eBook collection challenges for librarians

What are the barriers to building an eBook collection?

Filed under: eBooks

The eBook market was never going to be simple. The rapid growth seen over the past few years within the academic segment has left many struggling to keep up. On the one hand we have publishing organizations rapidly digitizing front- and back-list titles to meet massive demand and on the other, e-hungry researchers, students and academics who are fuelling that demand. The librarian or information specialist is invariably faced with the enormous task of procuring and managing eBook content, as well as delivering it effectively to the right end-users.Take our quick eBook poll

"the eBook market was never going to be simple"

So what are the main problems with eBook procurement and how can they be solved? At a time where over 95% of academic libraries have eBooks in their holdings, with a global average of 34,000 titles per institution back in 2010, you might have thought the issues have had ample time to be ironed out. Think again.

What we already know
So, let’s rewind a bit. The results of a Swets survey, presented at the Hellenic Conference of Academic Libraries back in 2010, revealed the three top issues that librarians faced when dealing with building eBook collections:

Barrier to eBook adoption

  1. Discoverability and identification of book titles in digital format. i.e. how/where to check if there is an eBook version of a print title
  2. Selecting from multiple catalogues, multiple online shops, and vastly different pricing models from vendor to vendor
  3. Comparing license conditions between different suppliers and getting to grips with the complexity of some terms and conditions


Issues in eBook workflow for libraries

But what about metadata?
A second Swets study from 2011 reported another important roadblock for easy adoption, concerning the electronic nature of the text itself. Accurate MARC/ONIX records have historically not been supplied consistently in terms of format or quality. The delivery of these data from the publisher for each text reduces processing times associated with checking in new products and having to manually input the information.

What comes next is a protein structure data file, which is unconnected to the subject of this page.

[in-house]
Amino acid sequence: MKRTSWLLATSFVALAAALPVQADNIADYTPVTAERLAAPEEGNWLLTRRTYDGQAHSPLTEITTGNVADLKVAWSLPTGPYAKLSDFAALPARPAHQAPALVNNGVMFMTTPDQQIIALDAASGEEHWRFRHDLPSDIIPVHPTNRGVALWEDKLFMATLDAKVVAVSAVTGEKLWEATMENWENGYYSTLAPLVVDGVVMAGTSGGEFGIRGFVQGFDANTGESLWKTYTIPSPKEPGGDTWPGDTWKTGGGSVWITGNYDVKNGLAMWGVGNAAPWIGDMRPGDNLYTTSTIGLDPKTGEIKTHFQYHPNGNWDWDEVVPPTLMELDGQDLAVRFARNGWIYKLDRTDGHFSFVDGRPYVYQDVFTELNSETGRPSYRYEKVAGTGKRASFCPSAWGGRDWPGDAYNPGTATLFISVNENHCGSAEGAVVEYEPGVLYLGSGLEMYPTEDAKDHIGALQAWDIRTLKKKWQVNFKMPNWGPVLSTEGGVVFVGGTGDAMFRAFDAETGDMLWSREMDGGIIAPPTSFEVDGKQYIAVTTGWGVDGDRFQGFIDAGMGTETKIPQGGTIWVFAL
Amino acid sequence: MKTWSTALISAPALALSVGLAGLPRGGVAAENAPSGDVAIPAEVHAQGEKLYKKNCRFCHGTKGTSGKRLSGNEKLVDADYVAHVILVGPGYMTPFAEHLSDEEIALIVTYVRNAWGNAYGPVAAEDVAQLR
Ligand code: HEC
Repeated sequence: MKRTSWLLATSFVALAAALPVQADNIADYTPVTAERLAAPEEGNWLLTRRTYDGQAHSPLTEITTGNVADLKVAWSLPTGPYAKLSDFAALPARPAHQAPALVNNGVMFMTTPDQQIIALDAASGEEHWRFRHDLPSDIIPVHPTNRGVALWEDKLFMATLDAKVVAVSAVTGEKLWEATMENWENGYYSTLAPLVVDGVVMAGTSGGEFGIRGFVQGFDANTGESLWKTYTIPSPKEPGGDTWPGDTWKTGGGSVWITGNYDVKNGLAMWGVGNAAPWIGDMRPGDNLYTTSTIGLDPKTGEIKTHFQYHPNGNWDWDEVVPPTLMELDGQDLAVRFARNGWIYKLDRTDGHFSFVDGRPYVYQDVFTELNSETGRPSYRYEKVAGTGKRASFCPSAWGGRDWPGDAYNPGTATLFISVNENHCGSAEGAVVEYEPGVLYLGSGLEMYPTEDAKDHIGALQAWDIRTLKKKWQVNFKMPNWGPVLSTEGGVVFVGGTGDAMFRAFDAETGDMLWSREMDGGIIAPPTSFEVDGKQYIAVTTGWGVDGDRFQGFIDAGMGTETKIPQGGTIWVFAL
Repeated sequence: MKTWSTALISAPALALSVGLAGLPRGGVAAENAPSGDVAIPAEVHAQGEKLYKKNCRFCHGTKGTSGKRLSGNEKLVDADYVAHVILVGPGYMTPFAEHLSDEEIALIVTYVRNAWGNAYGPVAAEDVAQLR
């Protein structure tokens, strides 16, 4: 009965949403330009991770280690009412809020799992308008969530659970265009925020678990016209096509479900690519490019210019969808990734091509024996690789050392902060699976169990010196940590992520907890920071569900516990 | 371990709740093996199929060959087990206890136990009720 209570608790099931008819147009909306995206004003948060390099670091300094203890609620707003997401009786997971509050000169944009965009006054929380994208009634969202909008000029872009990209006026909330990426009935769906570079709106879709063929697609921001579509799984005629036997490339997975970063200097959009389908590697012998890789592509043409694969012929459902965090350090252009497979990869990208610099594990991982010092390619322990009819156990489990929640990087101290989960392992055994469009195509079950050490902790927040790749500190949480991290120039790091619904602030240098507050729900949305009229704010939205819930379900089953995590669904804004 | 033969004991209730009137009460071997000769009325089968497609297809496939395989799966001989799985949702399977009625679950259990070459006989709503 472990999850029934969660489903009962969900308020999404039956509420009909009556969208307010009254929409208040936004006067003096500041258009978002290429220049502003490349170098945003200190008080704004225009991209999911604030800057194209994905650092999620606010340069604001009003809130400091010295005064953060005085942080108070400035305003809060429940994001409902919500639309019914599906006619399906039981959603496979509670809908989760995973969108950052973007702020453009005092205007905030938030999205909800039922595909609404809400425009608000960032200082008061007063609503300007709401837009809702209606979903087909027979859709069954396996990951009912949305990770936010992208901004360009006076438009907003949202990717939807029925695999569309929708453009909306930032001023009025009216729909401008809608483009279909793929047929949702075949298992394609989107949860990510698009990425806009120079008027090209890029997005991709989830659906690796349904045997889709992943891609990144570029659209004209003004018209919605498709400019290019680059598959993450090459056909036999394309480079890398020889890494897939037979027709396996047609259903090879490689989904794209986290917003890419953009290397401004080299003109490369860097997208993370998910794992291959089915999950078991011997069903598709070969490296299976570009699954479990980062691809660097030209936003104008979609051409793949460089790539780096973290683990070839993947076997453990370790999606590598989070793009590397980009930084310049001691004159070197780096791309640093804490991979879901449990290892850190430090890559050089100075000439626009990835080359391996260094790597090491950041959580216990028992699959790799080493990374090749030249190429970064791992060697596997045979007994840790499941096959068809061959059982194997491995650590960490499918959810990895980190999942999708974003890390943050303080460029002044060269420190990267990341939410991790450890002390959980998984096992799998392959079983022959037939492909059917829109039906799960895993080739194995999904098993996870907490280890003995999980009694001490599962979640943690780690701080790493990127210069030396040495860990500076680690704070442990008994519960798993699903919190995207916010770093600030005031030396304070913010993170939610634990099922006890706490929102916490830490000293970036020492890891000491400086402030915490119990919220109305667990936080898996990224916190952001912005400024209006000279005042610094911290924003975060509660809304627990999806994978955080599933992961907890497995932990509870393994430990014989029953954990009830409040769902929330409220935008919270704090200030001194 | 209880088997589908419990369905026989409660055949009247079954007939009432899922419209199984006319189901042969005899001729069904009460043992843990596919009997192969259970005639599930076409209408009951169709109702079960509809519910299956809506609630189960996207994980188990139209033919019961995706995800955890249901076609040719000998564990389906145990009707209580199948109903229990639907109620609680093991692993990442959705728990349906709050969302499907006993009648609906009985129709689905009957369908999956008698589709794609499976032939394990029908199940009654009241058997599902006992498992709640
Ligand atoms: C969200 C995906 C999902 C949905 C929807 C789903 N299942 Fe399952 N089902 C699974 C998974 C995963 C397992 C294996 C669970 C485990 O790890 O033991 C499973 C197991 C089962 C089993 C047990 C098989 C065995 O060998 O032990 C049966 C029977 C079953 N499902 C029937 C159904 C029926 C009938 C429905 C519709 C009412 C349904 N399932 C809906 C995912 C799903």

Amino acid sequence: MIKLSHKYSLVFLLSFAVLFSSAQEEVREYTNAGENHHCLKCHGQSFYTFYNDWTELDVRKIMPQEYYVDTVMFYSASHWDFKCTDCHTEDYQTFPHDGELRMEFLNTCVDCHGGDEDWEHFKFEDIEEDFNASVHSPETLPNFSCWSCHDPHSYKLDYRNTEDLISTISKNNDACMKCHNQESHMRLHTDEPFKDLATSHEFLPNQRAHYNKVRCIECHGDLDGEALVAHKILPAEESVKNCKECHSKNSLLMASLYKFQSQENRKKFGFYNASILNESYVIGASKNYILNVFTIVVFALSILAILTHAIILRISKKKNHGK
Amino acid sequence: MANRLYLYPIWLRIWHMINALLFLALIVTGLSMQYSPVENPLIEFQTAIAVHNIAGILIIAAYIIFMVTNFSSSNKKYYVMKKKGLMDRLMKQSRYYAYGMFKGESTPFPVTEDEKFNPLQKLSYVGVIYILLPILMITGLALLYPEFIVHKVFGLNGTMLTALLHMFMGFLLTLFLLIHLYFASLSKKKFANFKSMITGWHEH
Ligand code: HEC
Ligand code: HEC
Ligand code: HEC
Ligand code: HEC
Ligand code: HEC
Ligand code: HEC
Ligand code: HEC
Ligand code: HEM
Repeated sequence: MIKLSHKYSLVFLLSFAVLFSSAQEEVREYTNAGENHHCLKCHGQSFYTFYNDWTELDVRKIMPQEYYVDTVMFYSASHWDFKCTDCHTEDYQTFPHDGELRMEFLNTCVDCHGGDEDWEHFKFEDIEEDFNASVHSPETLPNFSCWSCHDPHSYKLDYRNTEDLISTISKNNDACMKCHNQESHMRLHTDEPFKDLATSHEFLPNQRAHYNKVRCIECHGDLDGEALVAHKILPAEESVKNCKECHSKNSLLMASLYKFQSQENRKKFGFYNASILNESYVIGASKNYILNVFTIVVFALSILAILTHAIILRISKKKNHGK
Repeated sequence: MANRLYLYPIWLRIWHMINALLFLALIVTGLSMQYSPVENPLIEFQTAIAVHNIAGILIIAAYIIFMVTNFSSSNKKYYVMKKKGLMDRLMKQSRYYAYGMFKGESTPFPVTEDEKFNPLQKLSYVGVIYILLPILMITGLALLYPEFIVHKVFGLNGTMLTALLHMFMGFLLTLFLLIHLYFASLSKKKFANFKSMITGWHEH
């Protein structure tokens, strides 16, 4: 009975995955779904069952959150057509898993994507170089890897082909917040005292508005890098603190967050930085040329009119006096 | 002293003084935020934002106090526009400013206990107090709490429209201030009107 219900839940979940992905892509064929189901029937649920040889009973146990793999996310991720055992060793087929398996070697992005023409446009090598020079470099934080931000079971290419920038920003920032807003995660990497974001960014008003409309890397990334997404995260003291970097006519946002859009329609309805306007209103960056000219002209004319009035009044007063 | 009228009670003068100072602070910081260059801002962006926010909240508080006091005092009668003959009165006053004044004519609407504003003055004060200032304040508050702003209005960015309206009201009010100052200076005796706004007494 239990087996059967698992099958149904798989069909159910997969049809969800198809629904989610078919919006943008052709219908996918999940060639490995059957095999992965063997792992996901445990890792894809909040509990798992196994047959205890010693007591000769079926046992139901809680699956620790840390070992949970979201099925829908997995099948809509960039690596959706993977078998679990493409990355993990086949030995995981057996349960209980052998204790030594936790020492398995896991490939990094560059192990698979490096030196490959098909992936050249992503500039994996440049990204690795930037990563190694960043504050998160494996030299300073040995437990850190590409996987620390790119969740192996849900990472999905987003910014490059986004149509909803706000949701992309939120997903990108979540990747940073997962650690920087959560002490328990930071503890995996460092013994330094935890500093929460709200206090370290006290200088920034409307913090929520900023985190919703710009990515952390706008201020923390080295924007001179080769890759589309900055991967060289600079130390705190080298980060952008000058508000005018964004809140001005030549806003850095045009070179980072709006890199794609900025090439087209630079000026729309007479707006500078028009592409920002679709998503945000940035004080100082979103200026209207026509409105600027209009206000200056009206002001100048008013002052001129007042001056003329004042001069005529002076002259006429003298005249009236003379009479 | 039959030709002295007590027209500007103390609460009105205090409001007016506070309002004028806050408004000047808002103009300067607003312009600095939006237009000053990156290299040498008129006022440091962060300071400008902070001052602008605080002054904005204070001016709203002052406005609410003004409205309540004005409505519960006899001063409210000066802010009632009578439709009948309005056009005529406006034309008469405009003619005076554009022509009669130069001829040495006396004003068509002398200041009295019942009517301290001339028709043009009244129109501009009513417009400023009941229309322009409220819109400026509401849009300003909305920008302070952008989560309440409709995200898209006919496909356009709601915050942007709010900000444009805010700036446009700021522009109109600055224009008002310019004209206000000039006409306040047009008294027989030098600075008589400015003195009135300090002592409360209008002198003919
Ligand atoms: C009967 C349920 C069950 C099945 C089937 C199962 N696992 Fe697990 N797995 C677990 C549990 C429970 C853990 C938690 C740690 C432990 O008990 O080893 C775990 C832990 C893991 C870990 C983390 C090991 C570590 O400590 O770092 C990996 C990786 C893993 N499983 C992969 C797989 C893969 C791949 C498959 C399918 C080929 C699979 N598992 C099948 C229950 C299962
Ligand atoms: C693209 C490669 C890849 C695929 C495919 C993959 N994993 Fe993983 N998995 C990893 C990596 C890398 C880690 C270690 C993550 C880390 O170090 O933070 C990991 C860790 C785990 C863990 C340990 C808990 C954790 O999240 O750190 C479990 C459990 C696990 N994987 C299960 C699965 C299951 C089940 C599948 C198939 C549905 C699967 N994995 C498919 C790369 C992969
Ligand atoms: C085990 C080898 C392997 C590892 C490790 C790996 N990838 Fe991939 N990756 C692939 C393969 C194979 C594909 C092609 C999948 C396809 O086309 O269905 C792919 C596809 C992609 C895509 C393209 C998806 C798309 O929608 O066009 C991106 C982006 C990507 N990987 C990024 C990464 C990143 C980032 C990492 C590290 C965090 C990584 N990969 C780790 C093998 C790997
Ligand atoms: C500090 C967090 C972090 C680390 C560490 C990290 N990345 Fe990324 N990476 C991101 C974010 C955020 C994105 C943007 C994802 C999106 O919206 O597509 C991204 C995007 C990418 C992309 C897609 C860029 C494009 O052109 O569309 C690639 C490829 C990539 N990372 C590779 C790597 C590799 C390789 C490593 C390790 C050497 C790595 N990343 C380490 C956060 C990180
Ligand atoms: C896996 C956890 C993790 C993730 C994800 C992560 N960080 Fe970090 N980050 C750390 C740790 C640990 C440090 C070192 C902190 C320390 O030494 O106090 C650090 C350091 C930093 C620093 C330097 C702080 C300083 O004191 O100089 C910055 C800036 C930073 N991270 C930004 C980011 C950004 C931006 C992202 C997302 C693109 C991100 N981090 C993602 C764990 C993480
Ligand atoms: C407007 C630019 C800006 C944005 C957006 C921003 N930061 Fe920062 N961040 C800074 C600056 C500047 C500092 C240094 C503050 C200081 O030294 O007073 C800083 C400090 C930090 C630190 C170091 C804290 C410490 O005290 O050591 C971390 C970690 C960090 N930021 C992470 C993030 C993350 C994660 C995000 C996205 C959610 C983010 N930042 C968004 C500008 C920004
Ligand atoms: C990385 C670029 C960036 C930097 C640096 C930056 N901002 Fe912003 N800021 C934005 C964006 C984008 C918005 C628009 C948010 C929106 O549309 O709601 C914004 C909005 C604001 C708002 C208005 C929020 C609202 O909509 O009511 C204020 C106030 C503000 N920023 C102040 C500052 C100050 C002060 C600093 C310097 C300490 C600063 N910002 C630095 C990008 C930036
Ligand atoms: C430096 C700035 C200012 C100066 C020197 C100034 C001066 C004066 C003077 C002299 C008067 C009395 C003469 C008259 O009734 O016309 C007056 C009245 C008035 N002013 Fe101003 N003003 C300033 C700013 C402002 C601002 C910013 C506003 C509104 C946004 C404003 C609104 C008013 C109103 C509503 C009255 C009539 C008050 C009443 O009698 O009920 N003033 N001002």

"there is still some way to go until complete standardization"

Librarians demand these data from publishers, but there is still some way to go until complete standardization. Accurate metadata assists the librarian in delivering the right content to their users and provides rich catalogue entries for their collection. In the UK at least, JISC has funded research into the requirements for this kind of background data – the results can be found here: Patron Driven Acquisitions (PDA) and the role of metadata in the discovery, selection and acquisition of ebooks.

eBook Mobility?Portability and compatibility issues with eBooks
eBook formats are also a challenge. Where titles are not published on the web as HTML, some publishers  adopted the versatile ePub (and ePub3) format, some still use PDF, others ‘.mobi’ and so on, which are only compatible with certain devices. Then there are further complications with compatibility and portability across eReaders, tablets, smartphones and so on, where formats may not be transferrable across multiple devices.  This issue is further confounded by restrictive licensing conditions. On occasions, licenses may vary dramatically from almost no DRM to the complete inability to print, carry remotely or interact with the content in any kind of meaningful way.

What other issues are at the top of your agenda?
Aside from the topics outlined above, what other issues do you face in your library with eBooks and building your collection? Where are the real pain points that absorb a lot of time from your working schedule?

Please leave your comments and suggestions below.